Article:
What do I care about that shield?

A fragment of Archilochus, recorded by Plutarch in Ancient Customs of the Spartans (34.239b):

When the poet Archilochus arrived in Sparta, they drove him out at once, because they learned that in his poetry he had said that it was better to throw away one’s arms than to be killed:

Some Saian exults in my shield which I left—a faultless weapon—beside a bush against my will. But I saved myself. What do I care about that shield? To hell with it! I’ll get one that’s just as good another time.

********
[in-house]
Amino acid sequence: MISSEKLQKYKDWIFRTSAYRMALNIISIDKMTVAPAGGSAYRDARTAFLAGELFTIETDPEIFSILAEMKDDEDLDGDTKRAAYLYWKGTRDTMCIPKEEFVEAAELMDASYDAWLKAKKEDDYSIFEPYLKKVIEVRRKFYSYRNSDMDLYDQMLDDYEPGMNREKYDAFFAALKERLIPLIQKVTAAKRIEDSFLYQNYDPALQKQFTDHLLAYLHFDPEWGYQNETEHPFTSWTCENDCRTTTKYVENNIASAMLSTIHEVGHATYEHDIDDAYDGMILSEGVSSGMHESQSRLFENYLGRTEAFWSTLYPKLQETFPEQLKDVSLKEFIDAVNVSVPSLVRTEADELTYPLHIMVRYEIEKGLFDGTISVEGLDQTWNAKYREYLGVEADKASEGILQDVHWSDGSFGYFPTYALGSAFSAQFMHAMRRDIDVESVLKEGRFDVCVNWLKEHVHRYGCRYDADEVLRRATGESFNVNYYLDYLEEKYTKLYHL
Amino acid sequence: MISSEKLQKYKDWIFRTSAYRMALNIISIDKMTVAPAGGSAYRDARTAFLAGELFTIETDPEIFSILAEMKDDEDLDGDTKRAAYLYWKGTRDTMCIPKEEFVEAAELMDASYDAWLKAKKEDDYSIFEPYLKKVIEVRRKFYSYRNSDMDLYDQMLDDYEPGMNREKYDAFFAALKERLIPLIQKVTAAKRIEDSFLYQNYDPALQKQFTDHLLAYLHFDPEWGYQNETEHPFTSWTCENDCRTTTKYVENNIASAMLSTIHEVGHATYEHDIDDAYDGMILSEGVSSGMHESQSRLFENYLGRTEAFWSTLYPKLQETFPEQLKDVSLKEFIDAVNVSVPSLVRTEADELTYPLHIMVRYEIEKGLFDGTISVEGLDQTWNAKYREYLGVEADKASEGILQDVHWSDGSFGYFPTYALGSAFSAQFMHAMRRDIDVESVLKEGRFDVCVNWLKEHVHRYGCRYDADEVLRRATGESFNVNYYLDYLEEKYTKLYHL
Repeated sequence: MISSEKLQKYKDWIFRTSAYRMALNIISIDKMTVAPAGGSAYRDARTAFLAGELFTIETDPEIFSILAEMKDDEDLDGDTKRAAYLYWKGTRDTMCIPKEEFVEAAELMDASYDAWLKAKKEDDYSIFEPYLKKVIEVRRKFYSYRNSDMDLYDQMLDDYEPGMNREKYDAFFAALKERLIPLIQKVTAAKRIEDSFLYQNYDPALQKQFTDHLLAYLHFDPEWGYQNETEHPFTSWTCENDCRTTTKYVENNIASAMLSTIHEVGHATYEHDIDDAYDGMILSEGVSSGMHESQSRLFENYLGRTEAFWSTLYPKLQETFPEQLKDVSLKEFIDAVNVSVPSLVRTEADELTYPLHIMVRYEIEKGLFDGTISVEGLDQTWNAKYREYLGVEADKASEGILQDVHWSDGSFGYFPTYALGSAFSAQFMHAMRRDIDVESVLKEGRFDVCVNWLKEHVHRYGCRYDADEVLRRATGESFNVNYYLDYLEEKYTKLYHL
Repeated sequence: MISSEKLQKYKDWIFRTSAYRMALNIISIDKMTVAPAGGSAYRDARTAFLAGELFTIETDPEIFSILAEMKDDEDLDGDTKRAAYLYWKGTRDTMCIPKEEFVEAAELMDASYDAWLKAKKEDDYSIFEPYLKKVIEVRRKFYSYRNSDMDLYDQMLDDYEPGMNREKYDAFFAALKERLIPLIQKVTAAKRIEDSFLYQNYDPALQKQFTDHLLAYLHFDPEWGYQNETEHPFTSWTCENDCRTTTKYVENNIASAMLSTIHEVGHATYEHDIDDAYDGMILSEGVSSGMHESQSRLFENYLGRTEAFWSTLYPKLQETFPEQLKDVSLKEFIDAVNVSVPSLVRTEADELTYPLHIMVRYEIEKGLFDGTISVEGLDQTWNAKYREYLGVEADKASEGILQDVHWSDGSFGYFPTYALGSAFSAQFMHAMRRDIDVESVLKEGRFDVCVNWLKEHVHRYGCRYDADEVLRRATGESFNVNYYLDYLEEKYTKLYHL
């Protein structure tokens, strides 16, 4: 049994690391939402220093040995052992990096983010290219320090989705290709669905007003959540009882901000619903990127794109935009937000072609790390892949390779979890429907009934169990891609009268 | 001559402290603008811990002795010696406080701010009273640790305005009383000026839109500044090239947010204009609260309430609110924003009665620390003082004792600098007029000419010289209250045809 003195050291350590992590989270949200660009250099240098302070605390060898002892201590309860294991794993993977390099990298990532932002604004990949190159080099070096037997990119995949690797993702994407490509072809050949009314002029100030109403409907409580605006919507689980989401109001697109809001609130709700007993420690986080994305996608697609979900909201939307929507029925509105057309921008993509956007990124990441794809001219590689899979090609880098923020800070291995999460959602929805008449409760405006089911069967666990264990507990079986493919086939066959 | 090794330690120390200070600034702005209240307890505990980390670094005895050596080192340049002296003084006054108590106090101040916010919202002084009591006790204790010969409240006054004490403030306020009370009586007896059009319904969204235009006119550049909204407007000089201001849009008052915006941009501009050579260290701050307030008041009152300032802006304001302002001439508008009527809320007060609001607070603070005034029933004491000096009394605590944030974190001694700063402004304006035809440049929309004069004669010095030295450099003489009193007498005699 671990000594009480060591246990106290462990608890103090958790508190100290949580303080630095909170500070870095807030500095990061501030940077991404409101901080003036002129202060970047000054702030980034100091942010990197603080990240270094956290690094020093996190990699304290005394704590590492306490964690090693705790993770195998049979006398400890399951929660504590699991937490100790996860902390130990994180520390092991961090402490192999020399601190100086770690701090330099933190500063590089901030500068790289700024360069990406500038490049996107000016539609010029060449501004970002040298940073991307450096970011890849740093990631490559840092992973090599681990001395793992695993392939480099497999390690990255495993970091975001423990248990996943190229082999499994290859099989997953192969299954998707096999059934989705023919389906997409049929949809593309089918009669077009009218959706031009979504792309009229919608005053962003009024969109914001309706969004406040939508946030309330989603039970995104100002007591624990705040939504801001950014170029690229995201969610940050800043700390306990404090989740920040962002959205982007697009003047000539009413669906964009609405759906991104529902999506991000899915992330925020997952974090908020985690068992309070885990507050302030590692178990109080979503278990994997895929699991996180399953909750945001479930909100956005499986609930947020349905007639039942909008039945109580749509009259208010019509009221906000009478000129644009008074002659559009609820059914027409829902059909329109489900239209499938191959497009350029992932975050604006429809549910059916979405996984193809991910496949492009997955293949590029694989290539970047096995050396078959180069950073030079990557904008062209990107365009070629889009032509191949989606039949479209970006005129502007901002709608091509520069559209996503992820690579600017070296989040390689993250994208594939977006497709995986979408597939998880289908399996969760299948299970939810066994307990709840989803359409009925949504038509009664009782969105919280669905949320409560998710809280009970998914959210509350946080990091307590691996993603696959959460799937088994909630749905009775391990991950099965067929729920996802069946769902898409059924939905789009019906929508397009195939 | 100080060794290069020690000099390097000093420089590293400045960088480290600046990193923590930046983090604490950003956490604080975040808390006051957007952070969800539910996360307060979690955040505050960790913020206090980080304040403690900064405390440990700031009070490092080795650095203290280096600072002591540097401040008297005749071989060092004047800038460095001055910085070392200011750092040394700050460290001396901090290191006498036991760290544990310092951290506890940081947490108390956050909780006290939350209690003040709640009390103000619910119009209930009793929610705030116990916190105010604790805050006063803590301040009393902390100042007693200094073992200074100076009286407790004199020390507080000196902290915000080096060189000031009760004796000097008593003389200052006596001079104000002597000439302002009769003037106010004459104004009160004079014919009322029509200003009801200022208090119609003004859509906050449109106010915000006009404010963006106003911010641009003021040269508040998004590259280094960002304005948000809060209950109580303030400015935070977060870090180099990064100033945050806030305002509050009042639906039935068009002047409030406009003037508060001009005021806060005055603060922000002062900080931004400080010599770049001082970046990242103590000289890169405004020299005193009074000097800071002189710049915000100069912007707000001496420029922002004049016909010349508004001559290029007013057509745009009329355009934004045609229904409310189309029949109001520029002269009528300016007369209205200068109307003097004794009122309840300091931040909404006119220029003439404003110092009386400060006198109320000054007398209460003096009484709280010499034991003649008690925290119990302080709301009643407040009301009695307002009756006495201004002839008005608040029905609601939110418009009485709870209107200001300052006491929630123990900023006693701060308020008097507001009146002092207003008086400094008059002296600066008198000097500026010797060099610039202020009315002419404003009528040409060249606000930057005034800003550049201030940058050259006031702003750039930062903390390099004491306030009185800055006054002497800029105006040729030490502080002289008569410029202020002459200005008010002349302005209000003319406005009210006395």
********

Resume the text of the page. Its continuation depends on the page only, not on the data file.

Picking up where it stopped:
Ἀρχίλοχον τὸν ποιητὴν ἐν Λακεδαίμονι γενόμενον αὐτῆς ὥρας ἐδίωξαν, διότι ἐπέγνωσαν αὐτὸν πεποιηκότα ὡς κρεῖττόν ἐστιν ἀποβαλεῖν τὰ ὅπλα ἢ ἀποθανεῖν·

ἀσπίδι μὲν Σαΐων τις ἀγάλλεται, ἣν παρὰ θάμνῳ,
ἔντος ἀμώμητον, κάλλιπον οὐκ ἐθέλων·
αὐτὸν δ᾿ ἐξεσάωσα. τί μοι μέλει ἀσπὶς ἐκείνη;
ἐρρέτω· ἐξαῦτις κτήσομαι οὐ κακίω.

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